LTJ Bukem
LTJ Bukem Just who is LTJ Bukem? Ground breaking DJ? Inspirational musician? Record label entrepreneur? Club visionary, perhaps? When the man behind those wire rimmed glasses and that disarming smile writes his job description just what does he put? The man who took the drum and bass concept from a small venue off London's Charing Cross Road to the nation's superclubs and then onto the international stage? The geezer whose records launched breakbeat into a brand new galaxy of sound? Or maybe he just writes 'Renaissance man for a digital age'. In truth LTJ Bukem is all of the above. Although he wouldn't like to admit it, LTJ Bukem is the living embodiment of the post-acid house entrepreneurial creative spirit. He is a mild mannered energy flash whose panoramic musical vision has found success in every area he has explored. From running soundsystems to cutting up breaks at raves, from relocating the heart of breakbeat culture to redefining the spirit of drum and bass, the man known to his friends as Danny Williamson has sat at the forefront of breakbeat evolution, lighting the way with little more than a zest for life and a love of music. In other words, LTJ Bukem is a man on a mission!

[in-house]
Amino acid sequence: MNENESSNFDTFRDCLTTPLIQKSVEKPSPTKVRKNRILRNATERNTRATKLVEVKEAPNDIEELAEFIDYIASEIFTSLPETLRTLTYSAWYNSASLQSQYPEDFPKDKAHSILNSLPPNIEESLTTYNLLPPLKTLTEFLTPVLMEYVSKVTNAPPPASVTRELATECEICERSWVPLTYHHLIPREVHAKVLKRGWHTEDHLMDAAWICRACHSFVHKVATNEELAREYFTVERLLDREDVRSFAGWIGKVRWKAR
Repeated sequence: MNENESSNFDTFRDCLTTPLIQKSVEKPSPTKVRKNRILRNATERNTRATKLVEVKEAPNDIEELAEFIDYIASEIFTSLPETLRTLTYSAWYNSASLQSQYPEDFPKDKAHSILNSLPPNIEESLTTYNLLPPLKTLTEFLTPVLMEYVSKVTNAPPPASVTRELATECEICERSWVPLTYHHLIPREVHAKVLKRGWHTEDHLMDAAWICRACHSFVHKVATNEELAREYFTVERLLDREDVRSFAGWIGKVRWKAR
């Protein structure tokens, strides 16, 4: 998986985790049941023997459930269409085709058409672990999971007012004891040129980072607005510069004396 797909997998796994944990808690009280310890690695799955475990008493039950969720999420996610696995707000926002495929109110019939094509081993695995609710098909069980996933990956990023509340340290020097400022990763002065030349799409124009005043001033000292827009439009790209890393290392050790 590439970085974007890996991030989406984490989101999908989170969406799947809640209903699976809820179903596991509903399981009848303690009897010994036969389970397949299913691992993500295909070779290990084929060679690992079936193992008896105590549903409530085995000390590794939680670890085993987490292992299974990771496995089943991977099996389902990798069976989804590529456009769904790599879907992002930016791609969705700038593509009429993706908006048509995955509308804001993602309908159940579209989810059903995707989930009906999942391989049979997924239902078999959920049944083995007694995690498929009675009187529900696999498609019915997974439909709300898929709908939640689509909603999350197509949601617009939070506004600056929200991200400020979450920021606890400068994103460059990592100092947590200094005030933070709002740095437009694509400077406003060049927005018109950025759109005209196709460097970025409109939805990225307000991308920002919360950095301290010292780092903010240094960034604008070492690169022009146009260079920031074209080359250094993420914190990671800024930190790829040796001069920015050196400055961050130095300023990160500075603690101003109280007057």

Bukem's first introduction to music was, like so many others, through piano lessons as a child. Unlike so many others however, the young pianist turned out to possess a natural talent and he quickly moved through the piano grades.

Classical music represented the soundtrack to his home life. Both parents having a passion for Rachmaninov and Tchaikovsky that rubbed off on their son. However it was when the family moved to Watford and Bukem changed music teachers that he developed his first true musical love. Thanks to a progressively minded teacher called Nigel Crouch - with whom he lost touch but, after a long search, has recently found again - he was introduced to the world of jazz fusion, a style which has informed his work ever since.

In the mid eighties, at the age of seventeen, Bukem discovered the joys of clubbing. The teenager regularly checked out the local soul clubs and legendary rare groove all dayers. As a keen record buyer he soon became interested in the idea of putting over his own version of the club soundtrack and before long he got involved with a sound system.